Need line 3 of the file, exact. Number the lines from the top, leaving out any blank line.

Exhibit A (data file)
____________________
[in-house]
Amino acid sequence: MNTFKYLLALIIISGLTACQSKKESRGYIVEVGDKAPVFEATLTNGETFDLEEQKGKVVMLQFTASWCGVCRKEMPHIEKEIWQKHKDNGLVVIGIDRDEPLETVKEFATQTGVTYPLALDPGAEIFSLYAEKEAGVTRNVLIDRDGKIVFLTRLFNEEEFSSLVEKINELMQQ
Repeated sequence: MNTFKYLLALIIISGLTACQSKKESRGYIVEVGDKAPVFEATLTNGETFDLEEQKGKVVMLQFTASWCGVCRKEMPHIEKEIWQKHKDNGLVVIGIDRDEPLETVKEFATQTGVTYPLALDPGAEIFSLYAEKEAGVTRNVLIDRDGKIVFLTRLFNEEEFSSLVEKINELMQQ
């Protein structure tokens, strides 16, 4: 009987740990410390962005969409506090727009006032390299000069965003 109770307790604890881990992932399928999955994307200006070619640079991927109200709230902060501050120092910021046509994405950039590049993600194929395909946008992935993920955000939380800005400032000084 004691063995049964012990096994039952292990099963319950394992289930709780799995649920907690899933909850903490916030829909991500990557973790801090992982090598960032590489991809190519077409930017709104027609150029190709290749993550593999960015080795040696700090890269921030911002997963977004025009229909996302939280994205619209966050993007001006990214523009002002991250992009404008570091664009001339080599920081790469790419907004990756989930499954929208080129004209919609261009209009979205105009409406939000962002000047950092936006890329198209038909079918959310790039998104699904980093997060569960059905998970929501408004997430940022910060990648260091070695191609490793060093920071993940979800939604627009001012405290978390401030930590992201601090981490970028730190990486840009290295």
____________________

Repeated sequence: MNTFKYLLALIIISGLTACQSKKESRGYIVEVGDKAPVFEATLTNGETFDLEEQKGKVVMLQFTASWCGVCRKEMPHIEKEIWQKHKDNGLVVIGIDRDEPLETVKEFATQTGVTYPLALDPGAEIFSLYAEKEAGVTRNVLIDRDGKIVFLTRLFNEEEFSSLVEKINELMQQ